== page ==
If the United States were hit by another Great Recession, just how well would New Jersey stand up to the financial storm?
Not very well at all, according to some analysts. New Jersey doesn’t maintain a dedicated rainy-day fund to hedge against revenue drops. And the size of its general-fund surplus is just a small percentage of overall spending. What’s more, the state is still struggling to recover completely from the most recent economic downturn.
That helps explain why New Jersey finished 47th of 50 states in aof “recession readiness” that was released yesterday by George Mason University’s conservative-leaning Mercatus Center.
Only Pennsylvania, Illinois, and Arkansas finished behind the Garden State.
The study’s author, economist Erick Elder, measured how much revenue states would likely lose if a recession hit against how much they’ve been socking away to help absorb those losses. The states were then ranked in order of their preparedness.
“A few short years after the Great Recession, some states have managed to bounce back and prepare for the worst-case scenario," said Elder, who is also a professor at the University of Arkansas at Little Rock. “Others failed to learn from the experience.”
Though the study is an academic exercise, it has some real-world relevance for New Jersey, which is still struggling to recover all of the revenue lost to the last recession -- even as states as a whole in the U.S. have now fully rebounded. The study also comes out as lawmakers have begun talking about implementing new tax cuts and making large-scale investments, actions that could put a further strain on state finances if revenues can’t keep pace. And they also come as Gov. Chris Christie, a second-term Republican, is preparing next month to release his latest state budget proposal.
The material presented in the study “allows legislators to understand how choices they make concerning the accumulation of savings will affect their states in terms of their ability to manage the fiscal stress caused by economic downturns of varying degrees without significant changes in tax or spending policies,” Elder wrote.
New Jersey, like many other states, is heavily reliant on revenue generated from its income and sales taxes, two areas that took a big hit during the last recession. And Christie -- who is now seeking the GOP’s 2016 presidential nomination -- has struggled with several revenue shortfalls since taking office in early 2010 after his administration reduced taxes on businesses and then overestimated overall revenue growth.
But last year, the state enjoyed a roughlyin the final weeks of its fiscal year. Further, the $33.8 billion budget for the current fiscal year, which began on July 1, projected a doubling of the state’s general-fund surplus to near $700 million. Tax collections were also estimated to grow by a little more than 3 percent in the current fiscal year, a more modest rate than some of Christie’s prior budgets.
And anIn the past, New Jersey Department of Treasury officials have responded to similar state-by-state rankings by pointing to the strides the state has made in recent months. They’ve also noted that unlike other states, New Jersey’s constitution gives the governor broad powers to hold back spending to ensure deficits aren’t created, something Christie has repeatedly done in recent years when faced with shortfalls. of how many days states would be able to operate solely on budget reserves that was released earlier this week by The Pew Charitable Trusts shows New Jersey, though still far behind the national median, is improving, going from just over three days during the 2014 fiscal year to seven in the 2015 fiscal year.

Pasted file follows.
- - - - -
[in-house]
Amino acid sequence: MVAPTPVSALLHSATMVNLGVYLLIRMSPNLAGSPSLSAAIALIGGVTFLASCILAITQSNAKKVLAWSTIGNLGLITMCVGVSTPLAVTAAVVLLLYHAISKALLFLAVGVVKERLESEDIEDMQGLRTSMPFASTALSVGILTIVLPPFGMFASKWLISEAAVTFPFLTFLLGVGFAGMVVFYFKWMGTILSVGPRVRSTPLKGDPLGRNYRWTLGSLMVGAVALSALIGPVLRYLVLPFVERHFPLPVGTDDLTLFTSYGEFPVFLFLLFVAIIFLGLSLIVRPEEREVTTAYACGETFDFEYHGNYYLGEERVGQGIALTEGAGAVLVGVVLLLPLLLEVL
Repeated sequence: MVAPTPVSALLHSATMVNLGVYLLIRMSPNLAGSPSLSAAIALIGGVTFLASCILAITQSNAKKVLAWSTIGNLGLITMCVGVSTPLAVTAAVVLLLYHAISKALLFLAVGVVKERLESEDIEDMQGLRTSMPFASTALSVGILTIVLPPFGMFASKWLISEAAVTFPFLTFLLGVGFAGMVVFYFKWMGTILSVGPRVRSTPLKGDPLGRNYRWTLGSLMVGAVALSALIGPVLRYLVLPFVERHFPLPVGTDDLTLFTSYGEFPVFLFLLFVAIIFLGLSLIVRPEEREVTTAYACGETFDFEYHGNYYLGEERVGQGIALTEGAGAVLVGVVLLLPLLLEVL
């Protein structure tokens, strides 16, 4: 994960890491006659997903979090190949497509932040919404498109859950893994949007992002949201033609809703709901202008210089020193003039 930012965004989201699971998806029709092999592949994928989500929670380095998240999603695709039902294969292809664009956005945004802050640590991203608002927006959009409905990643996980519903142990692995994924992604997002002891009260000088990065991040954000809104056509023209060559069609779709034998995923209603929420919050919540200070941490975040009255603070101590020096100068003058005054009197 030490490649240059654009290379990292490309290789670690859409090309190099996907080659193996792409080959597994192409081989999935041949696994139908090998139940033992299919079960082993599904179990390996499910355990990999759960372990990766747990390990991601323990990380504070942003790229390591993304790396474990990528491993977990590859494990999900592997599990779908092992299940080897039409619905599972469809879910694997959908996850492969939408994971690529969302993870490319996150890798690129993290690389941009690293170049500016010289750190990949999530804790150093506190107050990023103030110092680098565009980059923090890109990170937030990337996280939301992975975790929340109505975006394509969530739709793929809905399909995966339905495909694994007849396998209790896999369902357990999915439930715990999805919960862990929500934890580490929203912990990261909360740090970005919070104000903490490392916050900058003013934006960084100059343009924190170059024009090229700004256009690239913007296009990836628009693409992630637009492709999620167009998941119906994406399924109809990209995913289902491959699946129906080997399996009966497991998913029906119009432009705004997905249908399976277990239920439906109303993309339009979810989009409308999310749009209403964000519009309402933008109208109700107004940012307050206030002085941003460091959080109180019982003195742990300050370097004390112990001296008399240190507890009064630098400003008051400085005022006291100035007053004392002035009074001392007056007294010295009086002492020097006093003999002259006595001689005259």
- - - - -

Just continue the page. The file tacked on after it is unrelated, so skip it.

When asked about the Mercatus study yesterday, a Treasury spokesman had a similar take, but also said the report reinforces calls made by the governor to reduce the cost of public-employee benefits in New Jersey.
“The Christie Administration has more than doubled our surplus since 2014 and held off repeated attempts from the Legislature to budget unsustainable tax and spending increases,” Treasury spokesman Chris Santarelli said. “Despite this progress, the Mercatus study calls attention to the fact that New Jersey’s budget is far more constrained than other states’, primarily as a result of growing employee pension and health benefit demands.”
“The Legislature needs to join the governor in continuing to advocate reforms that will address these costs and improve the state’s financial position,” Santarelli said.
And despite the new material released by both Mercatus and Pew this week, state lawmakers continue to talk about new policies that could result in making it harder for the state to deal with the next big recession.
Democratic legislative leaders recently worked with the governor to authorize a reduction in the sales tax levied on boat purchases in New Jersey that will go into effect on February 1. Legislative analysts have predicted the policy change will result in a net loss of revenue. Democrats have also proposed raising theand investing more dollars in other areas, including early childhood education.
Athat seeks to ask voters in November to compel the state to begin making full contributions into the public-employee pension system in a few years also counts on state revenues increasing modestly each year. A public hearing on the proposed pension-funding amendment is scheduled to be held in the State House in Trenton today.
And Republican leaders, meanwhile, have beenan easing or even a phasing out of New Jersey’s estate tax as they consider hiking fuel taxes to renew the state fund that pays for transportation projects.
The estate tax in New Jersey right now has theamong all states, and is also far below the federal government’s.
Since fuel taxes go into the state’s Transportation Trust Fund, however, any reduction of the estate tax would hit the budget’s general fund, which right now is where the surplus account is maintained.